Education is like a garden, explains Carol Strickland, a sixth-year student at the Graduate School of Education (GSE). "You can’t plant a seed and expect it to grow," she says. "It needs the right soil, light, rain, and fertilizer." For her, and many other students, financial aid is the fertilizerthe mechanism that allows them to pursue an education in the first place. Strickland says she counts herself one of the lucky ones: her financial-aid package has been generous.
A combination of scholarships has covered the bulk of her tuition and fees during her six years in the Learning and Teaching Program, where her dissertation has focused on the conditions that motivate urban students to excel academically. But even with her package of fellowships, grants, teaching jobs, and other term-time employment, she still accrued more than $50,000 in federal loans while at GSE, which she will begin paying down once she completes her degree this fall. Many of the direct costs of her education have been covered, but she has had to pay for food, housing, medical expenses, clothing, books, and travel to her research site in New York City. When the rent on the cramped Cambridge “affordable housing” apartment where she has lived for 20 years went up again this year, to $1,158 a month, Strickland, 55, says she was forced to get a roommate to split the cost.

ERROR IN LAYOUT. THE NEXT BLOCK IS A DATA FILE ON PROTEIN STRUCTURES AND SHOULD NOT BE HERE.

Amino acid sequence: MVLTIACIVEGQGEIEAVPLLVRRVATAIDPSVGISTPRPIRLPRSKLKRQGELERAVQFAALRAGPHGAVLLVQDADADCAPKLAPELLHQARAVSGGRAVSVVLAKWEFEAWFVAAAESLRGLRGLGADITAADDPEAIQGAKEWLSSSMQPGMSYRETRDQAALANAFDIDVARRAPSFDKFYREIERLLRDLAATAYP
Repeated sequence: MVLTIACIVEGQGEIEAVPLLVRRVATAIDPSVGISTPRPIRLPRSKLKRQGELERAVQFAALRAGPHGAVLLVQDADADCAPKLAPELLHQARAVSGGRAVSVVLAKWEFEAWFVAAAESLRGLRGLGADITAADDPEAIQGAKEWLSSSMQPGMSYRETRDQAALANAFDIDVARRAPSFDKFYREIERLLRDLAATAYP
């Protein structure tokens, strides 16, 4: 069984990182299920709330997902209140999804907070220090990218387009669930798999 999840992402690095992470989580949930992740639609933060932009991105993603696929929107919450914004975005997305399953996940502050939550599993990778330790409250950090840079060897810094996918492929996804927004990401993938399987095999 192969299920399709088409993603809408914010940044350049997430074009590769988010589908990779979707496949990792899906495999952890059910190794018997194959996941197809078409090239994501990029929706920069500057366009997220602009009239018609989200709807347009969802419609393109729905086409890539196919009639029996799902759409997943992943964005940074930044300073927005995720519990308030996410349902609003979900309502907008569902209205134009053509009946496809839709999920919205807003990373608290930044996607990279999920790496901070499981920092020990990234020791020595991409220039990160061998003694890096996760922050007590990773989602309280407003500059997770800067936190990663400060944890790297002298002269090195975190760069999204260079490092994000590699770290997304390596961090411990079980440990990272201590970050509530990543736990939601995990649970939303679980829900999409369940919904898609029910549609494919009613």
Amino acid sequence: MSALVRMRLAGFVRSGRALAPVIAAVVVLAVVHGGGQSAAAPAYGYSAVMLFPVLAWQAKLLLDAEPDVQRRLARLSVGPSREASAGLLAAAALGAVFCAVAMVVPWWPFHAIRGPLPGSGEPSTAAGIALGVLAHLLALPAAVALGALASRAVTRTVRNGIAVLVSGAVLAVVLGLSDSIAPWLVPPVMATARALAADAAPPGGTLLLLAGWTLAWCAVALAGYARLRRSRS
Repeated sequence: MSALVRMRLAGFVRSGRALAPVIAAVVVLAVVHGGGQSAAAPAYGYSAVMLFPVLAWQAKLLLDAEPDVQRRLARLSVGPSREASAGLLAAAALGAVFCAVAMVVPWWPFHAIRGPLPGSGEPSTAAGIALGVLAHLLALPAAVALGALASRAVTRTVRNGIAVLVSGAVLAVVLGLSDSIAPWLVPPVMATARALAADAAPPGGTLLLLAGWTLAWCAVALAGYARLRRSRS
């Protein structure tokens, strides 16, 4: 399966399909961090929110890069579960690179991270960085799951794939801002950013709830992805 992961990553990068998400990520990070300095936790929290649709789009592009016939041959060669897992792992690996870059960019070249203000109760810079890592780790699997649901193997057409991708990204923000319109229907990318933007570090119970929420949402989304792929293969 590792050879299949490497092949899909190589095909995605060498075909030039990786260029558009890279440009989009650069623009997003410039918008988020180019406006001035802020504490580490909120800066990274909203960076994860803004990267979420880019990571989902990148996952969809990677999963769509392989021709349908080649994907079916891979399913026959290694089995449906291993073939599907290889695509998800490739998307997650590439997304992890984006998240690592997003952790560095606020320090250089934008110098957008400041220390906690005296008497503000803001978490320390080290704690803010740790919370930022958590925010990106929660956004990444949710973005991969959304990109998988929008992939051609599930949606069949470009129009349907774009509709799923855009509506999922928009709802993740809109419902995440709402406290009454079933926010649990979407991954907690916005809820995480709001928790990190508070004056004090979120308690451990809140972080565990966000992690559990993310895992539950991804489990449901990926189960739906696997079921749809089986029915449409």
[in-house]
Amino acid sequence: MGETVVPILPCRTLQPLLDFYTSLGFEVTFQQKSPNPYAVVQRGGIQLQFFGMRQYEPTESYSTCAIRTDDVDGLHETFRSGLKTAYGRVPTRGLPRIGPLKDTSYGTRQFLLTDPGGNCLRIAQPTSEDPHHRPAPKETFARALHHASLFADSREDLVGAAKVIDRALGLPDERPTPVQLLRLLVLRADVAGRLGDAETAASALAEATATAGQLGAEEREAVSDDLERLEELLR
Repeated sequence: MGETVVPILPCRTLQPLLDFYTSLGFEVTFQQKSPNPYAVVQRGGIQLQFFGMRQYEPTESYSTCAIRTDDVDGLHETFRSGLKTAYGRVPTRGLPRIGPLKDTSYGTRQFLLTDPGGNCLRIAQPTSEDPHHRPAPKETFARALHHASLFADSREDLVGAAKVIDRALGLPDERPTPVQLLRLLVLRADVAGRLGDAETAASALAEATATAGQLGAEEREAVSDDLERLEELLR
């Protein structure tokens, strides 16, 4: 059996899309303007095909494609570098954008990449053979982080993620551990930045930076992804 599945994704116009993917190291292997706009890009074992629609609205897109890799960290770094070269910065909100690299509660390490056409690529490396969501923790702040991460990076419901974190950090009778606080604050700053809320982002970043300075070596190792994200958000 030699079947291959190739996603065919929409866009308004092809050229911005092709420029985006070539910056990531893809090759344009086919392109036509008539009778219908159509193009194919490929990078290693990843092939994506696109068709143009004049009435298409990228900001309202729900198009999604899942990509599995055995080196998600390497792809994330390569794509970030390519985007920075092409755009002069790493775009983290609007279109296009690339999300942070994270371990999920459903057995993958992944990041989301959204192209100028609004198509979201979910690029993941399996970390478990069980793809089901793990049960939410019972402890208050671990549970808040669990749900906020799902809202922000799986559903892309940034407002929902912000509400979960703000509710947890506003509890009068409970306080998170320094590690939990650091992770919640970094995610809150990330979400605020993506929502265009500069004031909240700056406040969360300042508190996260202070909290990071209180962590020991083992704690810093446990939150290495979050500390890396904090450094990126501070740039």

Strickland’s case is hardly unique. From her seat on the GSE’s financial-aid advisory committee, Norma V. Jimenez, Ed.D. ’02, saw many of her fellow students suffering under massive debt loads. “Student debt is the number-one concern for our doctoral students,” she says. Jimenez, 31, also speaks from direct experience: she graduated in June with $79,000 in debt despite financial aid that covered much of her tuition during the past seven years as she pursued her doctorate. Jimenez says she often worked 30 to 40 hours a week to pay for expenses, including the $1,100 monthly rent on a Harvard-owned apartment, travel to her research site in Los Angeles, food, and credit-card debt that she ran up to pay for an earlier master’s degree.women say their financial circumstances upon leaving GSE make them question whether they will be able to pursue their chosen careers. "At the Law School, the Business School, or even the Medical School to a lesser extent, perhaps, you can take on debt knowing that a six-figure salary awaits you after graduation," Strickland says. "That’s just not true at the Ed School," since teaching and nonprofit salaries range from $20,000 to about $50,000. Those numbers are daunting for Jimenez and her soon-to-be husband, Anthony Hernandez ’00, who graduated with an M.Ed. in June: "We need to be very conscious of what we can do." Jimenez will be returning to her family home in Los Angeles to begin an administrative career at her alma mater, Concordia University. Strickland, for her part, worries about how she will have to use much of her income after graduation to repay her school loans, making it almost impossible to establish a retirement fund. With a tight laugh, she admits, "I have to say I’m a little concerned."